ABC Stage 67

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ABC Stage 67
Evening Primrose Anthony Perkins Charmian Carr 1966 redone.jpg
Directed by Sam Peckinpah
Alex Segal
Frank Perry
Paul Bogart
Franklin J. Schaffner
Theme music composer Elmer Bernstein
Country of origin USA
Original language(s) English
No. of seasons 1
No. of episodes 26
Production
Running time 60 minutes
Production company(s) Francis Productions
Release
Original channel ABC
Picture format Color
Audio format Monaural
Original release September 14, 1966 (1966-09-14) – May 4, 1967 (1967-05-04)

ABC Stage 67 is the umbrella title for a series of 26 weekly shows that included dramas, variety shows, documentaries, and original musicals.[1]

It premiered on ABC on September 14, 1966 with Murray Schisgal's The Love Song of Barney Kempinksi,[2] directed by Stanley Prager and starring Alan Arkin as a man enjoying the sights and sounds of New York City in his last remaining hours of bachelorhood. Arkin was nominated for an Emmy Award for Outstanding Single Performance By An Actor in a Leading Role in a Drama and the program was nominated as Outstanding Dramatic Program.[3]

Future programs included appearances by Petula Clark, Bobby Darin, Sir Laurence Olivier, Albert Finney, Peter Sellers, David Frost, and Jack Paar.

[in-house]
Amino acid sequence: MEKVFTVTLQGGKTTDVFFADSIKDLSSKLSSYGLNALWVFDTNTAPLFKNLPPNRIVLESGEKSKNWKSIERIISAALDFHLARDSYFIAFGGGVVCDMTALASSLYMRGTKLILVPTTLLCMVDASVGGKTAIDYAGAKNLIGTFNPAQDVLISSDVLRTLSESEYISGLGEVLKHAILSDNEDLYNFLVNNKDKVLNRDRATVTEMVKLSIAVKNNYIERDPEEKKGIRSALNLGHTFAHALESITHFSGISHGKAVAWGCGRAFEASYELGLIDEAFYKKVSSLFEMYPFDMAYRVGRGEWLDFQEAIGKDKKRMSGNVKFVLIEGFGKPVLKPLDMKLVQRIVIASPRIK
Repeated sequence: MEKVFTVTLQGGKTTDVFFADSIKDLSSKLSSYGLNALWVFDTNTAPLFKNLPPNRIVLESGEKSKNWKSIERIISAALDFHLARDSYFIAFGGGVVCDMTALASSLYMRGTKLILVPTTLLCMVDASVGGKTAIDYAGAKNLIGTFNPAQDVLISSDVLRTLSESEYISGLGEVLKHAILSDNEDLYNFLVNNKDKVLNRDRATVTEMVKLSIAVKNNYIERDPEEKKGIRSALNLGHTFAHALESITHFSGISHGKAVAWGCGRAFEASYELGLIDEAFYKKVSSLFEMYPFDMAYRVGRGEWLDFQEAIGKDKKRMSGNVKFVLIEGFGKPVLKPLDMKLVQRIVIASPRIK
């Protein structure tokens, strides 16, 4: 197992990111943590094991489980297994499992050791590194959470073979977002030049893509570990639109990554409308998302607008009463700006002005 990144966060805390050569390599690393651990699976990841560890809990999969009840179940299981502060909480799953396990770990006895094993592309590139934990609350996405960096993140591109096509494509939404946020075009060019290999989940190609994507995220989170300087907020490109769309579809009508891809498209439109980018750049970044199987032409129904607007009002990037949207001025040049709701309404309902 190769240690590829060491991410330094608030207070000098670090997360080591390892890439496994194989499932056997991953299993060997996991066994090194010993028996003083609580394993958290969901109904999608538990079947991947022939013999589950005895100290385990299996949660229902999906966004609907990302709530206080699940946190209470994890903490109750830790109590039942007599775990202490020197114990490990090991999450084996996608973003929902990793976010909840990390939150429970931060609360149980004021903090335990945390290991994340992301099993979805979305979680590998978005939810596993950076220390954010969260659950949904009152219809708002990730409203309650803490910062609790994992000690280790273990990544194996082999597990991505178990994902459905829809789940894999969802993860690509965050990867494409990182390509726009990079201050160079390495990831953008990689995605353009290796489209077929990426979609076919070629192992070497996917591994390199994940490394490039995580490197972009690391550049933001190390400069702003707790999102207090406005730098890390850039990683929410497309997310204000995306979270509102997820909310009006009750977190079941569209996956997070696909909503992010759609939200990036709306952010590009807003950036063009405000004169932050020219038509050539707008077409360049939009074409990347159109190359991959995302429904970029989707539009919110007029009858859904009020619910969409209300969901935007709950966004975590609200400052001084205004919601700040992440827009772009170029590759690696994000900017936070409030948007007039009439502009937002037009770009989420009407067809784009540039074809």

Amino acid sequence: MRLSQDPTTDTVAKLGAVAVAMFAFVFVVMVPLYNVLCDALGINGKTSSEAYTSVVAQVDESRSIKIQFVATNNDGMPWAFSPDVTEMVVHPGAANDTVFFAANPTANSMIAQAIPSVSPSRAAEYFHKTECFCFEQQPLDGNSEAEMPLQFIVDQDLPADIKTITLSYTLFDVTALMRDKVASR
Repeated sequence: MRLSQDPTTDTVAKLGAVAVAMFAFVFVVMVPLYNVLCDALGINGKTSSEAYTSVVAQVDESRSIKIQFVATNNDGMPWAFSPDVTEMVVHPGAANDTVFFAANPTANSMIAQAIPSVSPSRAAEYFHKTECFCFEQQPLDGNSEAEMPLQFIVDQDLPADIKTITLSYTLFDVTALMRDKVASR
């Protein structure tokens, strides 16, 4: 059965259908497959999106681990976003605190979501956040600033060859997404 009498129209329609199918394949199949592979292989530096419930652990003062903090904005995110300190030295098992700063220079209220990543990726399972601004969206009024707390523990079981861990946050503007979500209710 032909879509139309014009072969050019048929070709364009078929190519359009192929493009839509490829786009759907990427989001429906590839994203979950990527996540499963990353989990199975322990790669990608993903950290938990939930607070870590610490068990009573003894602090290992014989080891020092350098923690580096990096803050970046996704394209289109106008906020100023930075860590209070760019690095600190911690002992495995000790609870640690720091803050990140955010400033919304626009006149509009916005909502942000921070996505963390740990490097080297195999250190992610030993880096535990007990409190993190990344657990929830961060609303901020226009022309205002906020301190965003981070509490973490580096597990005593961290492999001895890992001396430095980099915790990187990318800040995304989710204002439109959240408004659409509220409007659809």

Ultimately, ABC's effort to revive the popular anthology series format from the 1950s failed.[2] Scheduled first against I Spy on Wednesdays and then The Dean Martin Show on Thursdays, the show consistently received low ratings. Its last production, an adaptation of Jean Cocteau's one-woman play The Human Voice starring Ingrid Bergman, aired on May 4, 1967.

Significant episodes[edit]

References[edit]

  1. ^ Brooks, Tim & Marsh, Earle (2007). The Complete Directory to Prime Time Network and Cable TV Shows 1946-Present (9th ed.). New York: Ballantine Books. ISBN 978-0-345-49773-4.
  2. ^ a b c d e f g Terrace, Vincent (2009). Encyclopedia of Television Shows, 1925 through 2007 (Volume 1 A-E). Jefferson, North Carolina: McFarland & Company, Inc. ISBN 978-0-7864-3305-6.
  3. ^ O'Neil, Thomas (2000). The Emmys (3rd ed.). New York: Berkley Publishing Group. ISBN 0-399-52611-0.
  4. ^ a b Terrace, Vincent (1976). The Complete Encyclopedia of Television Programs 1947-1976 (Vol. 1). South Brunswick and New York: A.S. Barnes and Company. ISBN 0-498-01561-0.

External links[edit]